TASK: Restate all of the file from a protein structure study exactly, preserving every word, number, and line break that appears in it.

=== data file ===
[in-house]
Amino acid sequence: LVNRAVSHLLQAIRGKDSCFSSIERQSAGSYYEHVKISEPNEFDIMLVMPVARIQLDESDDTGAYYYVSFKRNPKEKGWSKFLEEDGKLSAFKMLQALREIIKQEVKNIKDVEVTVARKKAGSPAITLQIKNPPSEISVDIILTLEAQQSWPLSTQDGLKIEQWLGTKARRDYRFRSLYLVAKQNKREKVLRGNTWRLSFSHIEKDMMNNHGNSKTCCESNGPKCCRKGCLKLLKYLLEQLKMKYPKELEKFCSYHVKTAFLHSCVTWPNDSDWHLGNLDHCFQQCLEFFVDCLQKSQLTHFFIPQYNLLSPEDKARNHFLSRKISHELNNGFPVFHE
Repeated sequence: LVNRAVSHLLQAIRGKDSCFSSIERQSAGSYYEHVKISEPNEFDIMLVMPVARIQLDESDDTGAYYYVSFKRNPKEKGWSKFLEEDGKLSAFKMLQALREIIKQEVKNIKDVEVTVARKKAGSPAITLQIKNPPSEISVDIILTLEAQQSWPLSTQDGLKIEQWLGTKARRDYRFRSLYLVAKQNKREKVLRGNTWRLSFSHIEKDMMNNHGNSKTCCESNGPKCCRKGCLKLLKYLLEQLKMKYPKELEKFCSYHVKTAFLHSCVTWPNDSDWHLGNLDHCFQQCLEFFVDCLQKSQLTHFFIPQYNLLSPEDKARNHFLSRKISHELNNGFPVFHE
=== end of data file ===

[in-house]
Amino acid sequence: LVNRAVSHLLQAIRGKDSCFSSIERQSAGSYYEHVKISEPNEFDIMLVMPVARIQLDESDDTGAYYYVSFKRNPKEKGWSKFLEEDGKLSAFKMLQALREIIKQEVKNIKDVEVTVARKKAGSPAITLQIKNPPSEISVDIILTLEAQQSWPLSTQDGLKIEQWLGTKARRDYRFRSLYLVAKQNKREKVLRGNTWRLSFSHIEKDMMNNHGNSKTCCESNGPKCCRKGCLKLLKYLLEQLKMKYPKELEKFCSYHVKTAFLHSCVTWPNDSDWHLGNLDHCFQQCLEFFVDCLQKSQLTHFFIPQYNLLSPEDKARNHFLSRKISHELNNGFPVFHE
Repeated sequence: LVNRAVSHLLQAIRGKDSCFSSIERQSAGSYYEHVKISEPNEFDIMLVMPVARIQLDESDDTGAYYYVSFKRNPKEKGWSKFLEEDGKLSAFKMLQALREIIKQEVKNIKDVEVTVARKKAGSPAITLQIKNPPSEISVDIILTLEAQQSWPLSTQDGLKIEQWLGTKARRDYRFRSLYLVAKQNKREKVLRGNTWRLSFSHIEKDMMNNHGNSKTCCESNGPKCCRKGCLKLLKYLLEQLKMKYPKELEKFCSYHVKTAFLHSCVTWPNDSDWHLGNLDHCFQQCLEFFVDCLQKSQLTHFFIPQYNLLSPEDKARNHFLSRKISHELNNGFPVFHE